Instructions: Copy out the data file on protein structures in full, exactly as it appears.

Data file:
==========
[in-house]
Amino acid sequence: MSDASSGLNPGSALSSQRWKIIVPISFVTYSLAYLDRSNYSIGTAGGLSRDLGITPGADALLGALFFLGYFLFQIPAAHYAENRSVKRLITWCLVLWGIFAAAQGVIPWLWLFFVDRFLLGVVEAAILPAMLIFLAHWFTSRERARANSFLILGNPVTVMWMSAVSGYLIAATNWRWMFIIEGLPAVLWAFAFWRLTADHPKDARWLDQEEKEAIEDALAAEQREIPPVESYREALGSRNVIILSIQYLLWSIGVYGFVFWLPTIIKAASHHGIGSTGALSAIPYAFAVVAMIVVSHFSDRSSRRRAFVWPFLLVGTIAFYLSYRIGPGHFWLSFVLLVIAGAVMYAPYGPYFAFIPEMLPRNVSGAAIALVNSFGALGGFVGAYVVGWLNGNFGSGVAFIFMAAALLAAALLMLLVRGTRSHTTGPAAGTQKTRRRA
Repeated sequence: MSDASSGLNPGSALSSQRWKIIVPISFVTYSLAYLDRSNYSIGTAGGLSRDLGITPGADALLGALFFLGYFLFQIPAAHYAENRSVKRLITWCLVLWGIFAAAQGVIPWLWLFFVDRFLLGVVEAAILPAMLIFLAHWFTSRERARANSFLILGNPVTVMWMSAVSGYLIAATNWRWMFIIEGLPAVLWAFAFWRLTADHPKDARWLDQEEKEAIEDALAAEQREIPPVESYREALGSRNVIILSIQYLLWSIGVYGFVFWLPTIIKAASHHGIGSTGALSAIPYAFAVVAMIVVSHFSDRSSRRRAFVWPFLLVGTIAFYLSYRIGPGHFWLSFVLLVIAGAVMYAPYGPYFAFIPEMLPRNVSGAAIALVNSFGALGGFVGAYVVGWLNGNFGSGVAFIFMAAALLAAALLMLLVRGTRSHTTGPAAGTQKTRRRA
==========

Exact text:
[in-house]
Amino acid sequence: MSDASSGLNPGSALSSQRWKIIVPISFVTYSLAYLDRSNYSIGTAGGLSRDLGITPGADALLGALFFLGYFLFQIPAAHYAENRSVKRLITWCLVLWGIFAAAQGVIPWLWLFFVDRFLLGVVEAAILPAMLIFLAHWFTSRERARANSFLILGNPVTVMWMSAVSGYLIAATNWRWMFIIEGLPAVLWAFAFWRLTADHPKDARWLDQEEKEAIEDALAAEQREIPPVESYREALGSRNVIILSIQYLLWSIGVYGFVFWLPTIIKAASHHGIGSTGALSAIPYAFAVVAMIVVSHFSDRSSRRRAFVWPFLLVGTIAFYLSYRIGPGHFWLSFVLLVIAGAVMYAPYGPYFAFIPEMLPRNVSGAAIALVNSFGALGGFVGAYVVGWLNGNFGSGVAFIFMAAALLAAALLMLLVRGTRSHTTGPAAGTQKTRRRA
Repeated sequence: MSDASSGLNPGSALSSQRWKIIVPISFVTYSLAYLDRSNYSIGTAGGLSRDLGITPGADALLGALFFLGYFLFQIPAAHYAENRSVKRLITWCLVLWGIFAAAQGVIPWLWLFFVDRFLLGVVEAAILPAMLIFLAHWFTSRERARANSFLILGNPVTVMWMSAVSGYLIAATNWRWMFIIEGLPAVLWAFAFWRLTADHPKDARWLDQEEKEAIEDALAAEQREIPPVESYREALGSRNVIILSIQYLLWSIGVYGFVFWLPTIIKAASHHGIGSTGALSAIPYAFAVVAMIVVSHFSDRSSRRRAFVWPFLLVGTIAFYLSYRIGPGHFWLSFVLLVIAGAVMYAPYGPYFAFIPEMLPRNVSGAAIALVNSFGALGGFVGAYVVGWLNGNFGSGVAFIFMAAALLAAALLMLLVRGTRSHTTGPAAGTQKTRRRA